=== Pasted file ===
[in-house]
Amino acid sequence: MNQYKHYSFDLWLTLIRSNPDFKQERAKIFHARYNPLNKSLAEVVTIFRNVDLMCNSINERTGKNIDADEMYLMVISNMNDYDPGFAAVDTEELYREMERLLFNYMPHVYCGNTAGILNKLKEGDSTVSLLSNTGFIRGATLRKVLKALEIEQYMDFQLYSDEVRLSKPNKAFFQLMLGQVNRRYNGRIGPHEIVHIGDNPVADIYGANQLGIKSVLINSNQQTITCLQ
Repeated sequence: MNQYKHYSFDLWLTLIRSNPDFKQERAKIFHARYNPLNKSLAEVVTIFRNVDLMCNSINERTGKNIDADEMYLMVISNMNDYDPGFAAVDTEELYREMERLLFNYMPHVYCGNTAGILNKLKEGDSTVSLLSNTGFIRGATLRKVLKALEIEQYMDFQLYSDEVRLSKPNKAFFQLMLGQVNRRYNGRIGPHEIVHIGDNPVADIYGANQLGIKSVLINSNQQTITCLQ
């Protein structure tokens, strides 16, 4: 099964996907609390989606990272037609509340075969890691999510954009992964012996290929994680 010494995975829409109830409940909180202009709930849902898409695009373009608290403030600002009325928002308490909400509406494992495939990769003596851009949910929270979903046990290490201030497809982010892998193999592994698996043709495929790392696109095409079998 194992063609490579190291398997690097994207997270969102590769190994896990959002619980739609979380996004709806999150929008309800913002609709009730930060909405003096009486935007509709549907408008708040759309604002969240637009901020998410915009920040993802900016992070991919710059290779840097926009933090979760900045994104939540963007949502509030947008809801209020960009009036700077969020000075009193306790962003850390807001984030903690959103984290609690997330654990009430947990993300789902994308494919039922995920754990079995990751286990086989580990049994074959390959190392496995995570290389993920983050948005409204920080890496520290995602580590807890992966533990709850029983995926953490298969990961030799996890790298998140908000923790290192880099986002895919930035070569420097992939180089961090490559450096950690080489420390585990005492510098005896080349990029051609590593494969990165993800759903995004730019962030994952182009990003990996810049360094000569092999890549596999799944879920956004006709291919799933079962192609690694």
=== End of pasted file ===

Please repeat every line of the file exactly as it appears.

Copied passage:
[in-house]
Amino acid sequence: MNQYKHYSFDLWLTLIRSNPDFKQERAKIFHARYNPLNKSLAEVVTIFRNVDLMCNSINERTGKNIDADEMYLMVISNMNDYDPGFAAVDTEELYREMERLLFNYMPHVYCGNTAGILNKLKEGDSTVSLLSNTGFIRGATLRKVLKALEIEQYMDFQLYSDEVRLSKPNKAFFQLMLGQVNRRYNGRIGPHEIVHIGDNPVADIYGANQLGIKSVLINSNQQTITCLQ
Repeated sequence: MNQYKHYSFDLWLTLIRSNPDFKQERAKIFHARYNPLNKSLAEVVTIFRNVDLMCNSINERTGKNIDADEMYLMVISNMNDYDPGFAAVDTEELYREMERLLFNYMPHVYCGNTAGILNKLKEGDSTVSLLSNTGFIRGATLRKVLKALEIEQYMDFQLYSDEVRLSKPNKAFFQLMLGQVNRRYNGRIGPHEIVHIGDNPVADIYGANQLGIKSVLINSNQQTITCLQ
């Protein structure tokens, strides 16, 4: 099964996907609390989606990272037609509340075969890691999510954009992964012996290929994680 010494995975829409109830409940909180202009709930849902898409695009373009608290403030600002009325928002308490909400509406494992495939990769003596851009949910929270979903046990290490201030497809982010892998193999592994698996043709495929790392696109095409079998 194992063609490579190291398997690097994207997270969102590769190994896990959002619980739609979380996004709806999150929008309800913002609709009730930060909405003096009486935007509709549907408008708040759309604002969240637009901020998410915009920040993802900016992070991919710059290779840097926009933090979760900045994104939540963007949502509030947008809801209020960009009036700077969020000075009193306790962003850390807001984030903690959103984290609690997330654990009430947990993300789902994308494919039922995920754990079995990751286990086989580990049994074959390959190392496995995570290389993920983050948005409204920080890496520290995602580590807890992966533990709850029983995926953490298969990961030799996890790298998140908000923790290192880099986002895919930035070569420097992939180089961090490559450096950690080489420390585990005492510098005896080349990029051609590593494969990165993800759903995004730019962030994952182009990003990996810049360094000569092999890549596999799944879920956004006709291919799933079962192609690694």